9 2001 Ford Mustang GT ($7,400)
The Ford Mustang is the original pony car, creating the market for itself. Through its six generations, the Mustang has gone through a ton of body and design changes.
The 2004 Mustang GT was the last year of the “Fox Body” models, which became quite classic in their own right. And the GT was the second-most powerful version (behind the Cobra), running a 4.6-liter V8 that increased its power to 260 hp. These cars started at $28,000 back in 2004, before they went through a whole redesign, but now you can find one for under $7,500.
8 2006 Dodge Charger ($9,900)
The Dodge Charger has been around as long as the Chevrolet Camaro, since 1966. The first Charger has been built on three different platforms and sizes. The current version is a four-door sedan, but in 2006, the first year of the sixth generation, the Charger was introduced in an all new form. The basic model came equipped with a 2.7-liter V6 engine, while the most powerful SRT8 came with a 6.1-liter Hemi V8. You can buy a 2006 model for about $10,000 now.
7 2001 Audi TT 1.8T Roadster ($7,300)
When you think of Audi, you normally think of high-priced, high-performance luxury and sports cars that are in the low to mid six figures. But the Audi TT has always been reasonably priced.
These compact sports cars have been around since 1998. You can still buy a mid-first generation model (2001) for pennies on the dollar.
The 1.8T Roadster is a front-wheel drive vehicle that uses a 1.8-liter inline-four turbocharged engine that gives it between 178 to 222 hp. The MSRP for this car started at $32,950, but now you can get one for a mere $7,300.
6 2002 Pontiac Firebird Convertible ($10,000)
The Pontiac Firebird was insanely popular when it first came out in 1966 as opposition to the Ford Mustang. They became even more famous after being the car of choice in 1977’s Smokey and the Bandit. The classic pony car style was mainly used in the first and second generations, from 1967 to 1981, and by 1982 they’d changed their shape.
Classics command a ridiculous price, but early 2000s models, namely the last year of the fourth generation, can be found for around $10,000. And they still use the powerful 5.7-liter LS1 V8 engines, too.
5 2001 Mazda MX-5 Miata ($8,700)
The Mazda Miata has always been a pretty cheap but ridiculously fun car. Since 1989 these small, compact sports cars have been giving drivers joy worldwide.
A 2001 Miata used a 1.8-liter inline-four engine, could get 23 mpg city and 28 mpg highway, and sold for $21,180 back then. Nowadays, you can find one for around $8,500, and if not that price, surely under $10,000.
These speedy little cars are definitely worth it. They’ve received numerous awards, such as the Car of the Year Japan in 2005, and Car and Driver’s “10 Best” list from 2006 to 2013.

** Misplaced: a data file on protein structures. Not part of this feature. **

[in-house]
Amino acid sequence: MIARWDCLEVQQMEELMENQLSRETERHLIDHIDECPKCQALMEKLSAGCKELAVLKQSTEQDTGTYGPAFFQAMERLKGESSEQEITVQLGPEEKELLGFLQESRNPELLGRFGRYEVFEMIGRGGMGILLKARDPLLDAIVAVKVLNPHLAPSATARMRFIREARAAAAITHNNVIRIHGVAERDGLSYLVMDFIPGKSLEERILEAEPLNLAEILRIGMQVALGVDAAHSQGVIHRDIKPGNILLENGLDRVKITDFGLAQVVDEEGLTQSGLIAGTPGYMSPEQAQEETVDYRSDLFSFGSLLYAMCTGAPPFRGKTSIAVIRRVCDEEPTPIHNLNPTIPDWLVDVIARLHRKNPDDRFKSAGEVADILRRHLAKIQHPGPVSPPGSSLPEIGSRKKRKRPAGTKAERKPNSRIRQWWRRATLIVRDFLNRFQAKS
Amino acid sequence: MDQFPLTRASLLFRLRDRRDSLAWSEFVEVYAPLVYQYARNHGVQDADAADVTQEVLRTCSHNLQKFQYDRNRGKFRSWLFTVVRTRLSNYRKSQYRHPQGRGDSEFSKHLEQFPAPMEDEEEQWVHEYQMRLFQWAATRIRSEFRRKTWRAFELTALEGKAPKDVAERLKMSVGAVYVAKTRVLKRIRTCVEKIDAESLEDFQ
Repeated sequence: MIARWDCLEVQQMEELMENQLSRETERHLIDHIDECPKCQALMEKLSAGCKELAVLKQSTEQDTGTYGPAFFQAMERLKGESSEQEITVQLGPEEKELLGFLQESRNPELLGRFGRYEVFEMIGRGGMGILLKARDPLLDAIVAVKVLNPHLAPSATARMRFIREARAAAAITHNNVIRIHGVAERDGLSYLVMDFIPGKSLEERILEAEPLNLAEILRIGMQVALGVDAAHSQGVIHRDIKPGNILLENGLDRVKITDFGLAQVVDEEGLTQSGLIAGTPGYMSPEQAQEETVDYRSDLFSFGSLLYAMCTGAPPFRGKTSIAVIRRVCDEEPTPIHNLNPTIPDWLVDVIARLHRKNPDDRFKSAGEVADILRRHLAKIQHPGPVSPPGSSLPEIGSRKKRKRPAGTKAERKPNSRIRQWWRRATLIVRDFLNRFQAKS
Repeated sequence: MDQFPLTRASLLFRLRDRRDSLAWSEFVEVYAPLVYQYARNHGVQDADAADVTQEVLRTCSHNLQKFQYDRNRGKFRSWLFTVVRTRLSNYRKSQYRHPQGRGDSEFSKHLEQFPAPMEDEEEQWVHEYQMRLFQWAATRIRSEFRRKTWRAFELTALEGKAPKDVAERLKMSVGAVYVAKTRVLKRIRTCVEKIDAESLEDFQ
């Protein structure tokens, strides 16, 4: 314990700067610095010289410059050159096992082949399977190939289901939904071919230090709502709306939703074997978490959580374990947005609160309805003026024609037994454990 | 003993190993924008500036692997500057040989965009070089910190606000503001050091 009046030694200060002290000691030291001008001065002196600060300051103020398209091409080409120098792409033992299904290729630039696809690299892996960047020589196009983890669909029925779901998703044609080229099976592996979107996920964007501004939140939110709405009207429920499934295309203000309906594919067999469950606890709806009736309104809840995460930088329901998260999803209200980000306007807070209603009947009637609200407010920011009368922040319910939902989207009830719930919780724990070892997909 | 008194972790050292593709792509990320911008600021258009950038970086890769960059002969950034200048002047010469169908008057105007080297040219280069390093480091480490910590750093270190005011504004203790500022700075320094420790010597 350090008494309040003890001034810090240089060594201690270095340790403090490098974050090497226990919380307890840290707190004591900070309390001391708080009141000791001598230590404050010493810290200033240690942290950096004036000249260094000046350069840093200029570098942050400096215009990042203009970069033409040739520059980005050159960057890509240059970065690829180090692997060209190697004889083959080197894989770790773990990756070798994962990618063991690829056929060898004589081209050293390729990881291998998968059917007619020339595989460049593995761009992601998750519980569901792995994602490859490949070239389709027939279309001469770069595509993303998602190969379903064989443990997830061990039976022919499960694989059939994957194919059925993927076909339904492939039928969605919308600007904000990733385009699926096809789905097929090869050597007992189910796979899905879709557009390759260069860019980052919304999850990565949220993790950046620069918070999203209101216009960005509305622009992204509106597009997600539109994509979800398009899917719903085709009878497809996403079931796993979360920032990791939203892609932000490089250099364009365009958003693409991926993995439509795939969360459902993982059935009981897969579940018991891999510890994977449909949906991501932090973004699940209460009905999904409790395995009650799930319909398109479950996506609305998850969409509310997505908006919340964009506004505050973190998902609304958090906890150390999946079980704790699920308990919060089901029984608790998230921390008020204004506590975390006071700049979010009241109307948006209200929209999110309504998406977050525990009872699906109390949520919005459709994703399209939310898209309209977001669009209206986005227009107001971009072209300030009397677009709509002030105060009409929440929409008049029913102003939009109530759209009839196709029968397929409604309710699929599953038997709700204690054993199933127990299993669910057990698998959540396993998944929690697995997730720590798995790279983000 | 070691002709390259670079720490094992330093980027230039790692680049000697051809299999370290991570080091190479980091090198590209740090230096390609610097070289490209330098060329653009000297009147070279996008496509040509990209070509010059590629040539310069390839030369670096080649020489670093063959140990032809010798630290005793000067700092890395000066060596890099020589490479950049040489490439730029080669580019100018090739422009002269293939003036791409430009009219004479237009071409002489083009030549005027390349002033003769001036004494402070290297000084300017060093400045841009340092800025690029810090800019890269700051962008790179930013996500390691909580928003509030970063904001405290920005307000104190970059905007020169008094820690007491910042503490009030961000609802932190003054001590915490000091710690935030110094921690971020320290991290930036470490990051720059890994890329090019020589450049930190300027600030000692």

4 1997 Mitsubishi Eclipse ($9,700)
The Mitsubishi Eclipse is one of the most popular JDM cars for modding. These compact sports cars first hit the market in 1990, and production ended in 2012. The first two generations were rebadged Eagle Talons and Plymouth Lasers, while the third generation shared a redesigned platform with the Chrysler Sebring and Dodge Stratus.
The 1999 Eclipse GS is the last year of the second generation, which is arguably the best-looking and best-driving generation of the four. These cars run on 2.0- to 2.4-liter inline-four engines, that produce 140 hp for the GS. You can also buy one for less than $10,000 nowadays.
related: Here Are The Fastest Japanese Cars Of The 1990s
3 2003 Mazda RX-8 Sport ($6,500)
While the Mazda RX-8 is not as cool as the classic RX-7, you won’t find a mid-to-late-90s version of the RX-7 for under $10,000, so this will have to suffice.
And the RX-8 isn’t actually a bad car: it uses a 1.3-liter Wankel engine, and the “Type S” trim, or Sport model, had an output of 231 horsepower thanks to its 6-speed manual transmission.
Unfortunately in 2010 the RX-8 was removed from European markets after the car failed to meet emission standards, and it was discontinued in 2012 because of rising Yen prices. Nowadays you can get a first-year, 2003 model for around $6,500, down from $22,558.
2 2005 Chrysler Crossfire ($5,000)
The Chrysler Crossfire didn’t have a long life, only being in production from 2004 to 2008, but that doesn’t make it a terrible car on its own. The car was borne out of a short-lived union between Mercedes and Chrysler, and was built in Germany by Karmann. It was a 215-hp sports car built on the Mercedes SLK platform, and it used a 3.2-liter V6 engine. Because it was made with a lot of Mercedes-Benz parts (expensive), a 2005 model of the roadster started at $34,085 and could go up to $49,370 for the Roadster SRT6. But nowadays, you can get one with reasonable mileage for just around $5,000, which is pretty intriguing.
1 1999 Porsche Boxster ($10,000)
Finally, we have one of the most classic sports cars from one of the most classic car companies. Sure, it’s not a 911, but the Porsche Boxster is still nothing to sneeze at. These mid-engined two-seaters will make you look pretty well-to-do. They’ve been around since 1997, and have won tons of new awards, including “Best Roadster in the World” in 2016 by Autocar, and on the “10Best” list eleven times from Car and Driver, from 1998 to 2003, and 2006 to 2010.
related: What You Should Know Before Buying Porsche's Cheapest Model, The Boxster
You can get a sub-21st century Boxster for around $10,000, which is an absolute steal to be driving around such an iconic car. It’s the entry-level Porsche, but it’s still down from $41,000, which is pretty awesome.
Sources: roadandtrack.com, cargurus.com, thrillist.com